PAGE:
Potential Preventable Burden. Bladder cancer is similar to many other types of cancer in that it is a heterogeneous condition. Approximately 70 percent of all cases of newly diagnosed transitional cell carcinomas present as superficial tumors (including in situ); some of these tumors may never progress to advanced disease. However, some cases of bladder cancer invade the muscle tissue, progress, and metastasize; treatment has limited efficacy in these cases. Early detection of tumors with malignant potential may have an important effect on the mortality rate of bladder cancer. One challenge of screening for bladder cancer is accurately identifying cases of early-stage cancer (subepithelial and in situ) with a high risk of progression. Another area of uncertainty is determining whether providing earlier, less toxic treatment (e.g., immunotherapy) with the intention of preventing symptomatic progression results in fewer overall harms to the patient than providing more toxic treatment (e.g., radical cystectomy) only to those patients who develop symptomatic or advanced tumors. Persons at increased risk of bladder cancer include those who work in the rubber, chemical, or leather industries, as well as those who smoke, are male, are older, or have a family or personal history of bladder cancer.
Potential Harms. False-positive test results may lead to anxiety and unneeded evaluations, diagnostic-related harms from cystoscopy and biopsy, harms from labeling or unnecessary treatments (e.g., transurethral resection of a bladder tumor, intravesical chemotherapy, biologic therapies), and overdiagnosis.
Current Practice. Screening tests feasible for use in primary care include urine dipstick or microscopic urinalysis for hematuria, urine cytology, and tests for urine biomarkers. Tests for urine biomarkers are not commonly used in primary care in part because of their cost, although this varies substantially. Patients with positive screening results are typically referred to a urologist for further evaluation, which may include cystoscopy (and biopsy if a tumor is found), imaging, and other studies.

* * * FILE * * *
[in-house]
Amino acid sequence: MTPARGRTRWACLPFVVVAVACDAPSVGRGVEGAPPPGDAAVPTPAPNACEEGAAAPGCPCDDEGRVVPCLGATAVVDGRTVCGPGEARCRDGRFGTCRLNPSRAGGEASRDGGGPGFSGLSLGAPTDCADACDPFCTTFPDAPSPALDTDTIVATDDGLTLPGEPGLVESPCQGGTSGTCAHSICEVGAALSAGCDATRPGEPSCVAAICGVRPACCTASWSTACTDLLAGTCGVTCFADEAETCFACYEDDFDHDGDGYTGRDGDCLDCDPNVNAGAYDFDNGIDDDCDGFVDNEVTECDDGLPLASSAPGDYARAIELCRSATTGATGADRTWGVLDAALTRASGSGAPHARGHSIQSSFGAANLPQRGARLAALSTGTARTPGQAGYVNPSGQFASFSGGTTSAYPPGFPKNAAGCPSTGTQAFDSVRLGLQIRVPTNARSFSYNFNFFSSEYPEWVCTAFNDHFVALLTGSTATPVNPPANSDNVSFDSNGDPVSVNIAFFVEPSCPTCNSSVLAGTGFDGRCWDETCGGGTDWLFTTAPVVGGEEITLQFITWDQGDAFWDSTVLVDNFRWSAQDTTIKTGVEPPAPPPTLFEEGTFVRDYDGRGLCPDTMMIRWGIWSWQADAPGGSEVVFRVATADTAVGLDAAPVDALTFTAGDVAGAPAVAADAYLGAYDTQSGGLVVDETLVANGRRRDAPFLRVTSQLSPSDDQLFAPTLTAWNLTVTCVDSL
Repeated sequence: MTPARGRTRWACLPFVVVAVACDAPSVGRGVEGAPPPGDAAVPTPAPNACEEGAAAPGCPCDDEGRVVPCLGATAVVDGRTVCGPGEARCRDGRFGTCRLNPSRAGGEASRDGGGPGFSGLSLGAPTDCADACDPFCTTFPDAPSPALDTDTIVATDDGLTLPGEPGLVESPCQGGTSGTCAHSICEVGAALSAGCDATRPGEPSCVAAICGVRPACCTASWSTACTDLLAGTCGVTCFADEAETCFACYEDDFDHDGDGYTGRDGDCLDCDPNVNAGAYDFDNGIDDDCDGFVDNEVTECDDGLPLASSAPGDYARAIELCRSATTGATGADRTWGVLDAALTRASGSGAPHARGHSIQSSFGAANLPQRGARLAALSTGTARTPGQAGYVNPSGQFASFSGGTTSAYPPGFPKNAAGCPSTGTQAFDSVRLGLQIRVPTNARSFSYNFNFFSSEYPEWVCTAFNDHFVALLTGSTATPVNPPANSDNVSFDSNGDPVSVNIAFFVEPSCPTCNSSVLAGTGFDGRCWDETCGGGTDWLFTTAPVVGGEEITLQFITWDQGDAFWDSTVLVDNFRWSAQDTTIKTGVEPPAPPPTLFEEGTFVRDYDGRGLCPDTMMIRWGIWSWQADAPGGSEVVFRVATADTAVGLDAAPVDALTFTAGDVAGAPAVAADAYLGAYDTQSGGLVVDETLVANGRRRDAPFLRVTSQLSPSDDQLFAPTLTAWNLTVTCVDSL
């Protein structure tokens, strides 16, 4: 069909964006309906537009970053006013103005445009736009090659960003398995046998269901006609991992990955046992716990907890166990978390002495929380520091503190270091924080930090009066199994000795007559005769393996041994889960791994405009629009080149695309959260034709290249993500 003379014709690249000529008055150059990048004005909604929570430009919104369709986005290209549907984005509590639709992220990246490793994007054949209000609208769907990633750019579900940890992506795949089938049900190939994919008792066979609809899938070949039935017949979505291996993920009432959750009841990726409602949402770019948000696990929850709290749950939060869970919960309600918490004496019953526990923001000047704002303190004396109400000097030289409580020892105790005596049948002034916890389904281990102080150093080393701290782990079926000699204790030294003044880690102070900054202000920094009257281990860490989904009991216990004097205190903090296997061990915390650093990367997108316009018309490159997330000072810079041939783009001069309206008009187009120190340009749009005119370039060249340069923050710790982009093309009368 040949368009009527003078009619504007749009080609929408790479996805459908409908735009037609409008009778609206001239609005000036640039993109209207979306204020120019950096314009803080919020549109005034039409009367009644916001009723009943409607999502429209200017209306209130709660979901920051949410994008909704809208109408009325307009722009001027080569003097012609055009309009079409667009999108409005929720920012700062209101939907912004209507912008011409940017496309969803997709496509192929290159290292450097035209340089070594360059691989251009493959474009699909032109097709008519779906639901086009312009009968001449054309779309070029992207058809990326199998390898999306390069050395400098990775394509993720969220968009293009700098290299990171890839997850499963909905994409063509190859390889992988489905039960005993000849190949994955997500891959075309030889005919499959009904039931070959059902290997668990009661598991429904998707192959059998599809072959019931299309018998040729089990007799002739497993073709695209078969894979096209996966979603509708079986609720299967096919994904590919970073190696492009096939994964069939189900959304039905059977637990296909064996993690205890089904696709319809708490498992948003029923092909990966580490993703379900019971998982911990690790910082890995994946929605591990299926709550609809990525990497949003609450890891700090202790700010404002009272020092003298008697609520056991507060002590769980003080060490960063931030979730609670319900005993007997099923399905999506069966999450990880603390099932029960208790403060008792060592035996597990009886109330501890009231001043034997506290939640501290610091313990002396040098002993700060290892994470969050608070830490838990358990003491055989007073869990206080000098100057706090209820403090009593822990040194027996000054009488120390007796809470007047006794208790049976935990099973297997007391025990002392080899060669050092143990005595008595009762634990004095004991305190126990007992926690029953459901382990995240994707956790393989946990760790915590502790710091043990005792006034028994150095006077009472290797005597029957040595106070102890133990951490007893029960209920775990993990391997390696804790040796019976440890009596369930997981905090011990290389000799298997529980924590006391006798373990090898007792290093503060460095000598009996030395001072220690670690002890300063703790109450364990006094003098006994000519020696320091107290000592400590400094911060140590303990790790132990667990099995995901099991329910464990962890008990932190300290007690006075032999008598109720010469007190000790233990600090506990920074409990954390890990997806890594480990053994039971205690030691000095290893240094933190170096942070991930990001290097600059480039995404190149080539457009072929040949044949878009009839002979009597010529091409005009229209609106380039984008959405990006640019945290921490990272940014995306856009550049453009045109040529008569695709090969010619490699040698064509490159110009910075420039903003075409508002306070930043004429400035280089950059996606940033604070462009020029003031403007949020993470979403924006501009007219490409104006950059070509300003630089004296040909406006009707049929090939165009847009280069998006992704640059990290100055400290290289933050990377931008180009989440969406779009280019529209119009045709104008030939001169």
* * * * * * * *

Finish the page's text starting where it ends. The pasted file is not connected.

This recommendation statement was first published in Ann Intern Med. 2011;155(4):246–251.
The “Other Considerations,” “Discussion,” “Update of Previous USPSTF Recommendation,” and “Recommendations of Others” sections of this recommendation statement are available at http://www.uspreventiveservicestaskforce.org/uspstf/uspsblad.htm.
The U.S. Preventive Services Task Force recommendations are independent of the U.S. government. They do not represent the views of the Agency for Healthcare Research and Quality, the U.S. Department of Health and Human Services, or the U.S. Public Health Service.
This summary is one in a series excerpted from the Recommendation Statements released by the U.S. Preventive Services Task Force (USPSTF). These statements address preventive health services for use in primary care clinical settings, including screening tests, counseling, and preventive medications.
A collection of USPSTF recommendation statements reprinted in AFP is available at http://www.aafp.org/afp/uspstf.
The complete version of this statement, including supporting scientific evidence, evidence tables, grading system, members of the USPSTF at the time this recommendation was finalized, and references, is available on the USPSTF Web site at http://www.uspreventiveservicestaskforce.org/.